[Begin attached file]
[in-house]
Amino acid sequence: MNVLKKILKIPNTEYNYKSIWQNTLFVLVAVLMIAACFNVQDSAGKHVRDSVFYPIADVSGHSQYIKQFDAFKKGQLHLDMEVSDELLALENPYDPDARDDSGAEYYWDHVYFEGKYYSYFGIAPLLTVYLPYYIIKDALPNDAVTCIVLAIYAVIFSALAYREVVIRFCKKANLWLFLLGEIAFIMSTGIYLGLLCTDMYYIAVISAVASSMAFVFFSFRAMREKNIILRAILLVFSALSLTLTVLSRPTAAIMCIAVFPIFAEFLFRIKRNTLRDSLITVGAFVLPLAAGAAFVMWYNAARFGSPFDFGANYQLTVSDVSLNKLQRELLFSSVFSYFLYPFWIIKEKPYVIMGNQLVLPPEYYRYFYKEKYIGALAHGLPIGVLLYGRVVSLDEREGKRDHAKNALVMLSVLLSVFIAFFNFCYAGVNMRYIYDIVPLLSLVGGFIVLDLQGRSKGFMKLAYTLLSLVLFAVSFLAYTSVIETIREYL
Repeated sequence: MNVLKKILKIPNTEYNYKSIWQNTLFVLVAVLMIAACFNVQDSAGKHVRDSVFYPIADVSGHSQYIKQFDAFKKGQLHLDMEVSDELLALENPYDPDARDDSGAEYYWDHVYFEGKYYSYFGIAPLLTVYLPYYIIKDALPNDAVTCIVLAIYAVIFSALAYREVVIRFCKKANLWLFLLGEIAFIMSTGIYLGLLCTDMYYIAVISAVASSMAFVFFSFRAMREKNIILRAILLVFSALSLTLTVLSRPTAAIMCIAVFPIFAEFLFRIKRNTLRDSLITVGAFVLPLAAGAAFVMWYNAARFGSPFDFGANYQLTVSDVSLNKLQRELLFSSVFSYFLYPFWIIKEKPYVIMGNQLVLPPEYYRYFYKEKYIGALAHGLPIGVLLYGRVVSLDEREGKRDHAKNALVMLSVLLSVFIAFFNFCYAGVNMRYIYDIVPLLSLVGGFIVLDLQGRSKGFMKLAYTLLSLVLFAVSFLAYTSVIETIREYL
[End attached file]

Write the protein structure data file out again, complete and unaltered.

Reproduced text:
[in-house]
Amino acid sequence: MNVLKKILKIPNTEYNYKSIWQNTLFVLVAVLMIAACFNVQDSAGKHVRDSVFYPIADVSGHSQYIKQFDAFKKGQLHLDMEVSDELLALENPYDPDARDDSGAEYYWDHVYFEGKYYSYFGIAPLLTVYLPYYIIKDALPNDAVTCIVLAIYAVIFSALAYREVVIRFCKKANLWLFLLGEIAFIMSTGIYLGLLCTDMYYIAVISAVASSMAFVFFSFRAMREKNIILRAILLVFSALSLTLTVLSRPTAAIMCIAVFPIFAEFLFRIKRNTLRDSLITVGAFVLPLAAGAAFVMWYNAARFGSPFDFGANYQLTVSDVSLNKLQRELLFSSVFSYFLYPFWIIKEKPYVIMGNQLVLPPEYYRYFYKEKYIGALAHGLPIGVLLYGRVVSLDEREGKRDHAKNALVMLSVLLSVFIAFFNFCYAGVNMRYIYDIVPLLSLVGGFIVLDLQGRSKGFMKLAYTLLSLVLFAVSFLAYTSVIETIREYL
Repeated sequence: MNVLKKILKIPNTEYNYKSIWQNTLFVLVAVLMIAACFNVQDSAGKHVRDSVFYPIADVSGHSQYIKQFDAFKKGQLHLDMEVSDELLALENPYDPDARDDSGAEYYWDHVYFEGKYYSYFGIAPLLTVYLPYYIIKDALPNDAVTCIVLAIYAVIFSALAYREVVIRFCKKANLWLFLLGEIAFIMSTGIYLGLLCTDMYYIAVISAVASSMAFVFFSFRAMREKNIILRAILLVFSALSLTLTVLSRPTAAIMCIAVFPIFAEFLFRIKRNTLRDSLITVGAFVLPLAAGAAFVMWYNAARFGSPFDFGANYQLTVSDVSLNKLQRELLFSSVFSYFLYPFWIIKEKPYVIMGNQLVLPPEYYRYFYKEKYIGALAHGLPIGVLLYGRVVSLDEREGKRDHAKNALVMLSVLLSVFIAFFNFCYAGVNMRYIYDIVPLLSLVGGFIVLDLQGRSKGFMKLAYTLLSLVLFAVSFLAYTSVIETIREYL